Urban forestry


It's a tree's life:
Kitchener's first draft sustainable urban forest strategy

Its hard to imagine a vibrant, caring and innovative city without picturing trees. To hear how trees improve our community and much more watch our short video:

Sustainable Urban Forest Strategy update:

Staff is requesting $235,000 in the 2019 operating budget to implement the first stage of the Sustainable Urban Forest Strategy. Watch the budget live on Monday, Jan. 14, 9:30 a.m.- 4:30 p.m.: www.kitchener.ca/watchnow

Subject to council approval staff put forward the following:

Increase tree planting activities 
For several years the City has removed more trees than it has replaced annually. This has significantly been driven by the reaction to Emerald Ash Borer, but also reflects challenges within the urban forest canopy. These issues have led to a significant backlog of tree planting needs. To address this we will:
  • Implement an accelerated tree planting program to start to address the existing street tree backlog – more than doubling our current planting program to plant 2,000 – 2,500 trees over 3 years (Note: We will plant 500 trees in 2019).
  • Implement a partnership with external agencies to support private tree planting activities.
Outcomes: Aim to eliminate the existing tree planting backlog over 3 – 5 years; develop a sustainable tree planting program that seeks to address potential for future backlogs; develop canopy targets and plan to meet these through both City and private programs.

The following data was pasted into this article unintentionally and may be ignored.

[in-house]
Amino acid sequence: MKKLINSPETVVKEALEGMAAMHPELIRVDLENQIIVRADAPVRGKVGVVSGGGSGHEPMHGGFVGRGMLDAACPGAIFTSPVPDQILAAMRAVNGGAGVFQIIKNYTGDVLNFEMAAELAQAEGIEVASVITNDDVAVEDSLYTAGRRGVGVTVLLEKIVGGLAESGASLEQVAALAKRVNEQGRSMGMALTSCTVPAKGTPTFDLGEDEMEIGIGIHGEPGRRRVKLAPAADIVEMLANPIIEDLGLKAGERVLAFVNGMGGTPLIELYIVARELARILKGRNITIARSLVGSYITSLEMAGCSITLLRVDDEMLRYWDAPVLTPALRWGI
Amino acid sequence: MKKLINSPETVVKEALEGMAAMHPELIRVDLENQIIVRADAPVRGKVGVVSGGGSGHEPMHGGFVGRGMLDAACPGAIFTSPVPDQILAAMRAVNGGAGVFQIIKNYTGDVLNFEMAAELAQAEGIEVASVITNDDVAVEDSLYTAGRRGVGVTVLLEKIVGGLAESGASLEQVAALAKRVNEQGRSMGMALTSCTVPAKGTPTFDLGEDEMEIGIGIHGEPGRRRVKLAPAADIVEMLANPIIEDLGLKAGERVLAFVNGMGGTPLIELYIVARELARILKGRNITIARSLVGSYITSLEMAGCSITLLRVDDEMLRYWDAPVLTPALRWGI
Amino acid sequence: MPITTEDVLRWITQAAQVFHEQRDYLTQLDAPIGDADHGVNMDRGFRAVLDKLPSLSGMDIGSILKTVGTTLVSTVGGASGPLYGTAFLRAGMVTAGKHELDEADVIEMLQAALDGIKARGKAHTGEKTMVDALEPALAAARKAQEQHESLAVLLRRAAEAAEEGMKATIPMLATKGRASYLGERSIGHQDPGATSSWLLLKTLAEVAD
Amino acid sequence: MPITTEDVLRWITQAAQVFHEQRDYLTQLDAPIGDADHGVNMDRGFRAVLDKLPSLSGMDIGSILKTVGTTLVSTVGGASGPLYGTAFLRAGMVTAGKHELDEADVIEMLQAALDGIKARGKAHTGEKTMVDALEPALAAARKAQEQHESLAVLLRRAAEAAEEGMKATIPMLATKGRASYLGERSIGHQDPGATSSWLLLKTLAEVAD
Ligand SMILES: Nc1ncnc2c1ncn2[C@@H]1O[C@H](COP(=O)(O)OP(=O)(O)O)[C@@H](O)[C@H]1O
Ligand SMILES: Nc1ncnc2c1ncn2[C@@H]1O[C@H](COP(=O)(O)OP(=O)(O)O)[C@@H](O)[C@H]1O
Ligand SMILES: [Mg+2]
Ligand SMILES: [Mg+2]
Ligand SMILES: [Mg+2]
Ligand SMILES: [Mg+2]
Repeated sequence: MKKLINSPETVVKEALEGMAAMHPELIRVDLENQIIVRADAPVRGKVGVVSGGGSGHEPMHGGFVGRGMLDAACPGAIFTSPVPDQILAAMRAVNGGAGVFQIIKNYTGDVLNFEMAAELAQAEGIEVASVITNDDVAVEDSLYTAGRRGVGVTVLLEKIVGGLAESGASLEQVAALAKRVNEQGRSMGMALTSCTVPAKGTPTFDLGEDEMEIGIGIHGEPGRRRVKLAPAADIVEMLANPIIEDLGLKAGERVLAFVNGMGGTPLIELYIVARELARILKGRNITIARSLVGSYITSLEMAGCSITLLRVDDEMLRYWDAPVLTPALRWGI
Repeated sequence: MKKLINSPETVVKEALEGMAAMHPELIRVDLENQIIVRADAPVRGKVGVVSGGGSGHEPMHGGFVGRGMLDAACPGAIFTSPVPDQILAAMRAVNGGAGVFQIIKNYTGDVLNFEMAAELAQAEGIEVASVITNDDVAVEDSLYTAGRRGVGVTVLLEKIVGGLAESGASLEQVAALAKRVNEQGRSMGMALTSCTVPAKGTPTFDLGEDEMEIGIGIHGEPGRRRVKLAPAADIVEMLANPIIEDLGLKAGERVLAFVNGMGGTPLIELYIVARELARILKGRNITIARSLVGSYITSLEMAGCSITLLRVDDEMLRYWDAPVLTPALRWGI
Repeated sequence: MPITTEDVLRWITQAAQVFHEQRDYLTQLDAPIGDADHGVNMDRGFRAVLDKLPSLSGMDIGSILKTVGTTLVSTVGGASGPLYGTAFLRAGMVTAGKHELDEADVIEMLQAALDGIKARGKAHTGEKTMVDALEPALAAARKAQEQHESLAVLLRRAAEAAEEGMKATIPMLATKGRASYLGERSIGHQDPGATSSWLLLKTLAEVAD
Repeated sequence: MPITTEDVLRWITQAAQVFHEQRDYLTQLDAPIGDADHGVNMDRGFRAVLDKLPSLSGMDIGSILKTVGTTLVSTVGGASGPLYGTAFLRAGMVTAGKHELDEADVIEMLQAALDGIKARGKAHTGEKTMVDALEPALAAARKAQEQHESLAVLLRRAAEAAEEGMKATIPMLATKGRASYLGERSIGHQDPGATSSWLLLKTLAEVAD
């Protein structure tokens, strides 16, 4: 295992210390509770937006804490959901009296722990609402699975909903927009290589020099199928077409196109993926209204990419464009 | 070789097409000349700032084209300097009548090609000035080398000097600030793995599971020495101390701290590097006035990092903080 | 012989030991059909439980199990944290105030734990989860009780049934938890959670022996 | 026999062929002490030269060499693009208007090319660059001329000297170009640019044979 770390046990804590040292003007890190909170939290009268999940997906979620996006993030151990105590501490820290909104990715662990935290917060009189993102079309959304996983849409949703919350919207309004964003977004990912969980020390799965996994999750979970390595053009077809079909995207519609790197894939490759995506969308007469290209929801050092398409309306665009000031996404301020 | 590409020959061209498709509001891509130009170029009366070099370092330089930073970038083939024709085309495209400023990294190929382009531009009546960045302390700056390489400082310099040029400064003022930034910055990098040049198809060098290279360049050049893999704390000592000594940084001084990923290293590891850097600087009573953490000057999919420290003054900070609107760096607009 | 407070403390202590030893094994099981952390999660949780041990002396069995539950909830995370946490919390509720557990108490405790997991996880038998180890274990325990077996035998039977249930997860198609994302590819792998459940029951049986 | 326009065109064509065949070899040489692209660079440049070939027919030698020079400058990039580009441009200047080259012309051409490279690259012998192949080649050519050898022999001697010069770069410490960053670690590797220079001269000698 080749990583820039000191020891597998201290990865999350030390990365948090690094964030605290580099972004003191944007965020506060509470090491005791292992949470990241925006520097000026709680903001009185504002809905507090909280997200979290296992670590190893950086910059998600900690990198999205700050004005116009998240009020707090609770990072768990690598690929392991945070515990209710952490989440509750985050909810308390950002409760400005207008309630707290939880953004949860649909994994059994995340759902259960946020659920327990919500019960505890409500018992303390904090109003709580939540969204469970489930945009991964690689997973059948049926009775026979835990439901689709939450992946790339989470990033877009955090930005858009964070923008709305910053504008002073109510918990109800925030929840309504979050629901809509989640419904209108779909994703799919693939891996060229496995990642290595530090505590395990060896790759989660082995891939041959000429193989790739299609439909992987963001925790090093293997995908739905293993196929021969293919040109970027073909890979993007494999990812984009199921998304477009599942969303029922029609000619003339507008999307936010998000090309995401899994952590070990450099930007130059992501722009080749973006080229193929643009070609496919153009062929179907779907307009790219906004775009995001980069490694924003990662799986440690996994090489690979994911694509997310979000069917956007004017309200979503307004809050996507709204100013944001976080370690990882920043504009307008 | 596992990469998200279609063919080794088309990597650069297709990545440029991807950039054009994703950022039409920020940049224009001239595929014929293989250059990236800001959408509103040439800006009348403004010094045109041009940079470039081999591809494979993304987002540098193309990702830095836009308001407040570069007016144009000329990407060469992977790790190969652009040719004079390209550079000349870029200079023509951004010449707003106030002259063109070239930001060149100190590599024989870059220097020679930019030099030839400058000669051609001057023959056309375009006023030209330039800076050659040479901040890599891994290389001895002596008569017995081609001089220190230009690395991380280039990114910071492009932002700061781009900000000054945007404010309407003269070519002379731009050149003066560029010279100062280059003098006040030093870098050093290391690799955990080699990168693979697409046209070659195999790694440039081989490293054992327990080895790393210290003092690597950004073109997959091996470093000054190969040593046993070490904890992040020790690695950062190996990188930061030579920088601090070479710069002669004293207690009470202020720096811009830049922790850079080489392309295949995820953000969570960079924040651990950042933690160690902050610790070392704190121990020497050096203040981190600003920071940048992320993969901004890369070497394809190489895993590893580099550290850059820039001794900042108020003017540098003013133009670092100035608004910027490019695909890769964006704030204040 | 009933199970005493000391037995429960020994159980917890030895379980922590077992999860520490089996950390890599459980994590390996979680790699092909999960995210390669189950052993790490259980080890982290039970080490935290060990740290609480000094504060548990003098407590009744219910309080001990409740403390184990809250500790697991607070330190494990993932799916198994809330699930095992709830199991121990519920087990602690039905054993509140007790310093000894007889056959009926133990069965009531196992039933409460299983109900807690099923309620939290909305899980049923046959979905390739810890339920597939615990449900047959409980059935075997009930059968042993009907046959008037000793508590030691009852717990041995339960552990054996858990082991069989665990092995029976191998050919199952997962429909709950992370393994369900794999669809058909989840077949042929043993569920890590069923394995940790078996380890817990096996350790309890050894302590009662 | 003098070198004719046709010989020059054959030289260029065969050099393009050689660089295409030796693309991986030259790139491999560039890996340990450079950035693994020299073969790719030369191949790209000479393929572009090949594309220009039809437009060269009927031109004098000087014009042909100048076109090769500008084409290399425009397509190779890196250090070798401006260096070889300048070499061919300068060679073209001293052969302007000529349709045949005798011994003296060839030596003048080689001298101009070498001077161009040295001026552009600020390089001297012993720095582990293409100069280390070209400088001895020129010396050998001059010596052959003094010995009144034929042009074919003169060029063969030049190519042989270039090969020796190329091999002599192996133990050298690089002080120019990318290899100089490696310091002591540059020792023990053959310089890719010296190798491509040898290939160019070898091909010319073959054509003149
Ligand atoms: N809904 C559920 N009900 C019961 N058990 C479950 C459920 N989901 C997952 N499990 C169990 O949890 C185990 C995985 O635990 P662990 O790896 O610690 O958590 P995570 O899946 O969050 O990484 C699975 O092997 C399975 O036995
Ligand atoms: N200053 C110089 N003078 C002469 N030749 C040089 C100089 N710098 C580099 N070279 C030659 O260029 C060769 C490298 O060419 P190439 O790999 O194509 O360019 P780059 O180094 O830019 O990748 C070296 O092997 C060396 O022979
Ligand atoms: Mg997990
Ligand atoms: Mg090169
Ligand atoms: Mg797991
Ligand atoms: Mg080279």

Identify and remove at risk trees 
Trees are found adjacent to private property, trails and roads, City buildings, in our parks, community centres and other facilities. Failure of part or all of a tree can be mitigated through routine programmed work and a cyclical inspection program. To address this we will:
  • Implement a priority risk based inspection process which will ensure all City trees are inspected to an agreed frequency.
  • Implement a priority based program of proactive work based on inspection that seeks to mitigate risk. 

Outcomes: Reduced potential for tree failure; over successive cycles reduced clean-up costs after storm events; reduced tree related risk to residents and tree related liability for the City.

Improve customer service

One of the top five issues from residents to the Corporate Contact Centre are related to tree planting and pruning. Ensuring a helpful and accurate response to residents is important. To address this we will:
  • Implement customer service standards and define service levels in respect to City response times to customer enquiries.
  • Proactively seek to inform customers and influence expectation through providing clear messaging around tree related matters.
Outcomes: Reduce customer based complaints, develop an understanding of City responsibilities for tree management, improve customer response times on urban forest matters and provide information and support proactively on urban forest initiatives.
Forest Operations Technologist 
The development of the strategy has demonstrated the need for an additional resource to be able to help implement the strategy and to help engage business improvements in forestry. In support and addition to the above, two areas of pressure have been identified: